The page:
A volunteer wildfire lookout programme is set to begin in Cyprus, following public criticism and disdain over preventable fires and arson attacks in forested areas.
According to Cyprus News Agency (CNA), the office of the Commissioner for Volunteering and NGOs has announced a new collaboration to fight against wildfires, bringing together the Forestry Department, Fire Services, and Civil Defence all set to collaborate with Non-Government Organizations and volunteer groups to achieve better results.
CNA said the volunteer programme will be aimed to support state agencies, with the participation of boy scouts and girl scouts, as well as rescue teams, fire fighter associations, and clusters such as Reaction Cyprus, emergency volunteers, and social advocate groups.
“The goal is to boost the lookout programme in the domain of fire prevention by spotting possible fires in a timely manner,” said the volunteer commissioner’s office.
Forest fires are most often attributed to human activity, such as burning vegetation to clear out an area, throwing cigarette butts to the ground, hunting, and burning trash
Volunteerism is a relatively new concept in the Republic of Cyprus, with social groups and government efforts merging in the last few years to seek solutions in a number of problems, ranging from environmental concerns to policing the streets.
Most forested areas in the Republic of Cyprus belong to the state, with some 28% being in private hands and scattered all over Cypriot land, mainly in the mountains.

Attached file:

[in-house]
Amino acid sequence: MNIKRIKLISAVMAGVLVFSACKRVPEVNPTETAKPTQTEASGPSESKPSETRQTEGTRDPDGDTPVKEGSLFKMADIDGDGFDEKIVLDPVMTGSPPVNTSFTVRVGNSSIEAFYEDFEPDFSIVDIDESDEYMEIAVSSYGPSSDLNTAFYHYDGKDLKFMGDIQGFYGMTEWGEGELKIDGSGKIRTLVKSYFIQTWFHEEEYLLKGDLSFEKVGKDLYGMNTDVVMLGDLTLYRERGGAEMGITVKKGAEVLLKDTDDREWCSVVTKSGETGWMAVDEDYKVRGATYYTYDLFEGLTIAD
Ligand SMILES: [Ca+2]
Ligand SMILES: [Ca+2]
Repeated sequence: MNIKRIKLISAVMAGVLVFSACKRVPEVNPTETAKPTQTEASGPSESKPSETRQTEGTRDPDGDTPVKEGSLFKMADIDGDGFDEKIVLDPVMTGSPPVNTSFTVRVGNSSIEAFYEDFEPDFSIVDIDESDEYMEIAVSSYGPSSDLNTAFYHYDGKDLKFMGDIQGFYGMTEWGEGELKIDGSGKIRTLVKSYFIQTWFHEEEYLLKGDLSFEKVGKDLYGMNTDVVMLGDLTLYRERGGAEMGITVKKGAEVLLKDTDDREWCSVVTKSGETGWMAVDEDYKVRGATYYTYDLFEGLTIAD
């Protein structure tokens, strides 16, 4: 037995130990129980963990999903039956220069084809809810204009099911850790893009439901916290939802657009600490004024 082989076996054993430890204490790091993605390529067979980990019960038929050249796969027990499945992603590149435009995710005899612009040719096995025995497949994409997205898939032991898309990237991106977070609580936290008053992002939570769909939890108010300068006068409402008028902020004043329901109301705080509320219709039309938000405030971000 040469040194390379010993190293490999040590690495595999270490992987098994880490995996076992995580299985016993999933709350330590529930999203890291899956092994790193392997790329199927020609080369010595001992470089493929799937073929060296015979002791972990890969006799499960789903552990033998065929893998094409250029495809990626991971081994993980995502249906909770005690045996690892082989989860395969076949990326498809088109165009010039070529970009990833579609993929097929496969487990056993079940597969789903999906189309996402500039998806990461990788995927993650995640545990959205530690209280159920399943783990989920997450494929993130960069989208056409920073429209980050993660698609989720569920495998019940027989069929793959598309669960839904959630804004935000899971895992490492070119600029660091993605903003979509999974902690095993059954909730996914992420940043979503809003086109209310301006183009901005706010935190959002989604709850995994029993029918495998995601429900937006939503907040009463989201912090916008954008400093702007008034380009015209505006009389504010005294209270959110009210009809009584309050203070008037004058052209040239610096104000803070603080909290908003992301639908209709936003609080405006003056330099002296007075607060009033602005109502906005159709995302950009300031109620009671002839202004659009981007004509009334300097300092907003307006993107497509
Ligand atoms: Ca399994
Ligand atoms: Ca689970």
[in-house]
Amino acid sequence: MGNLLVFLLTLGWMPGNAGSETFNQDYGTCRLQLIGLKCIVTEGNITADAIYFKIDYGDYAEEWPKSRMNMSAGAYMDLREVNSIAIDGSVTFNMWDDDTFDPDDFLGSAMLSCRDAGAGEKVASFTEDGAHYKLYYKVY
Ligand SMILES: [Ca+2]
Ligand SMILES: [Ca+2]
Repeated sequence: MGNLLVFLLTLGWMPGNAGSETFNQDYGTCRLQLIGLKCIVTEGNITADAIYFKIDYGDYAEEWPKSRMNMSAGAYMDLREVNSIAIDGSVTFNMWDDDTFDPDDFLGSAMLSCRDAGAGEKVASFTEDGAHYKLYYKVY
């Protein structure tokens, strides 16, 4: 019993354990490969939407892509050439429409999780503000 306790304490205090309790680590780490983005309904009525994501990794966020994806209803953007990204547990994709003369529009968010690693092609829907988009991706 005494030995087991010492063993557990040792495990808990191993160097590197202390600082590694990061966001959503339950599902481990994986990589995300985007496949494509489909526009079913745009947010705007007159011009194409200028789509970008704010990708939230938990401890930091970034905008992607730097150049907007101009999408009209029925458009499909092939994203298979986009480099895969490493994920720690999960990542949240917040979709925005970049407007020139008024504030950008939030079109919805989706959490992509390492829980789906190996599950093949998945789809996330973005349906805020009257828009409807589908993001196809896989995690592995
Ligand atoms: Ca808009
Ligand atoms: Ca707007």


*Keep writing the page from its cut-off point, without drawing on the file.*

Forest fires are most often attributed to human activities, such as burning vegetation to clear out an area, throwing cigarette butts to the ground, hunting, and burning trash in non-designated areas. Military activities, lightning, and vehicular incidents are also factors but to a lesser degree, according to state agencies.
A number of malicious fires and arson attacks have also been reported recently, including allegations against disgruntled men in some cases who failed to be hired as reservists and were found to be suspects or persons of interest in causing wildfires.
Forestry department officials are said to be already monitoring sensitive areas and parts where fires could originate, but recent reports suggested that they could not keep up with the frequency and timing of fires, often set at different locations around the same time or under the cover of darkness.